I was watching the demonstration of the new Nevada County Tourism Web site on TV and it did not appear to be very mobile ready. Smartphone use is gathering steam in the U.S. Forty percent of American adults use their cell phones to surf the Web, e-mail, or use instant messaging, according to a study from Pew Research Center. That's up from 32 percent a year ago, based on Pew's survey of 2,252 adults ages 18 and older. "The smartphone has really penetrated the mainstream of American society," says Aaron Smith, a Pew research specialist. In the first quarter, smartphones accounted for 34 percent of all mobile handsets sold in the U.S., up from 31 percent in the fourth quarter of 2009, according to consultant NPD Group.
Reviewing the power point presented to the Board of Supervisors it appears to me that the current web site design is not mobile friendly with drop down menues, small dense text and mouse oriented subject selection. Here are some things that Switchback might want to consider in the redesign from Web Design Trends in 2011
3. Mobile Ready
Smartphones, iPads, netbooks, oh my! There’s a dizzying amount of mobile products available to the consumer in 2011. This means your web design must be responsive to multiple viewports.
Creating a mobile ready website is not simply removing the bells and whistles from your design. This can create a vacant and impersonal design. Although not impossible, distilling the magic from your original design into a pure representation of your brand is tough! Fortunately, technology is quickly removing this burden.
It may be tempting to just create a dedicated mobile site, but that may no longer satisfy your audience. Increasingly, mobile sites include the option to visit the original site. If you do not offer this option or if your original site is not optimized to mobile standards, you are simply not ready for 2011. Forecasters predict that smartphones will outsell personal computers this year. Bulletproof your design to meet this demand.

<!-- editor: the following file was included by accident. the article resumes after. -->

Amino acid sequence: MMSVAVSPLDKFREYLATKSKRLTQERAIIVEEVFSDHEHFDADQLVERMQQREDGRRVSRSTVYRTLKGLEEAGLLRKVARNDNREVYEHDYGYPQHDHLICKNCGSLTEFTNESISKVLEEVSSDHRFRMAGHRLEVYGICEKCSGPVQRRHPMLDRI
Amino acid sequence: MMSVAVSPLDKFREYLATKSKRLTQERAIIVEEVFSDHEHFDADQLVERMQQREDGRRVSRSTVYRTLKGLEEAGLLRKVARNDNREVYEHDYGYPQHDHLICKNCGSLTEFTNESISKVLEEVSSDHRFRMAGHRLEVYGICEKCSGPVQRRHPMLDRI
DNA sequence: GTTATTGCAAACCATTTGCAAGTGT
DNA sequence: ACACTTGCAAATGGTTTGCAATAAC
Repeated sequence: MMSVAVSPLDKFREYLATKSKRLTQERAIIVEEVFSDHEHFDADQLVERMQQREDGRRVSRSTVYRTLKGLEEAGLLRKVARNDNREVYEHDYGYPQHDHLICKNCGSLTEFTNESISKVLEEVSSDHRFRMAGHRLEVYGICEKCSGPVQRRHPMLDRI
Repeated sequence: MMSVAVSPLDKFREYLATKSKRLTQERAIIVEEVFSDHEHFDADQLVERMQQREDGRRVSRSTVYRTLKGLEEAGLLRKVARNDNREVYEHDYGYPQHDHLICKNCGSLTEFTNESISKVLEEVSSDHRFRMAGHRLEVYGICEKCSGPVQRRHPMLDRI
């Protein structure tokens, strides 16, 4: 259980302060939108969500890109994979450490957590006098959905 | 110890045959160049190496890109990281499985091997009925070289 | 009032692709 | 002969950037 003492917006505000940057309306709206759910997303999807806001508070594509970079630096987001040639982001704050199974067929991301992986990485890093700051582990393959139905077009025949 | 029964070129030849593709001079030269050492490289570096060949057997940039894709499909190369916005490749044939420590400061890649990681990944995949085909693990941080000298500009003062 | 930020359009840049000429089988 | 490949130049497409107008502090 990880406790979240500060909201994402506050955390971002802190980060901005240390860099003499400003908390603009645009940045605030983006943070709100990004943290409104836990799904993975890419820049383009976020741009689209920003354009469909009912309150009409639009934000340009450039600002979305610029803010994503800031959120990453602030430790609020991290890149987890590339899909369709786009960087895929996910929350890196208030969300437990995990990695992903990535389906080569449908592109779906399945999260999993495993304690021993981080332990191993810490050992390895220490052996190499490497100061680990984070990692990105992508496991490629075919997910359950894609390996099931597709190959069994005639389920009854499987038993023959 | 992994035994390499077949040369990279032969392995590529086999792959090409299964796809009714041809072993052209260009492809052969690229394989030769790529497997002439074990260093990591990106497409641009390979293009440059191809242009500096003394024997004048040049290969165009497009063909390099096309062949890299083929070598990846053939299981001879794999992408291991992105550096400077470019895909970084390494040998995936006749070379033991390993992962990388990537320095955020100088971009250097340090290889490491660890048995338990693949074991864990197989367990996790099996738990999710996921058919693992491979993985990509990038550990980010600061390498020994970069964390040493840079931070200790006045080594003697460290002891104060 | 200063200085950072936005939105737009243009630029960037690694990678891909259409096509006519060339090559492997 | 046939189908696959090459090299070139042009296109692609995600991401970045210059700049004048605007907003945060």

5. Designing for Touch Screens, Not Mice
Technology has become much more tactile. Usability is shifting from abstract to tangible. This means that instead of navigating your mouse to remotely connect, your destination is literally at your fingertips. Tablets, most smartphones and some desktops use touchscreens. Does your design accommodate fingertip navigation?
How much of your design is mouse-oriented? As designers, we worship mice. Our links light up when the mouse hovers over. However, there’s no hovering in touchscreen. How will your design indicate links to your visitors? What about drop-down menus? That’s also a no-go in touchscreen design.
Similarly, how will visitors peruse your site? As controversial as it may be for standard web browsing, horizontal scrolling may be more appropriate for touchscreens. Fitting nicely into this niche is a magazine-like layout where visitors virtually flip through your site.
Lastly, consider using liquid layouts as part of your commitment toward responsive design. In 2011, you are no longer dealing with screen resolution size. Visitors can change their viewing orientation from vertical to horizontal. Your design must be flexible to meet any challenge, or you will be a relic of 2010.
It appears that the current Switchback design is already a relic! The world in going mobile and this design is not mobile smartphone friendly!
Update (02-23-11, 09:35) A County observer points out the current design was intended as a planning tool and not for access to information once the tourist arrives in the community. He points out that Switchback’s mobile strategy is focused more around the social media integration, where visitors will be able to get content and interact via Twitter, Facebook, and Youtube channels. These are all smartphone friendly features. It is also possible that Calendar function has mobile support.
I will have to wait until the sites goes live to test the Twitter/Facebook/YouTube/Calendar functions and usability features on my smartphone.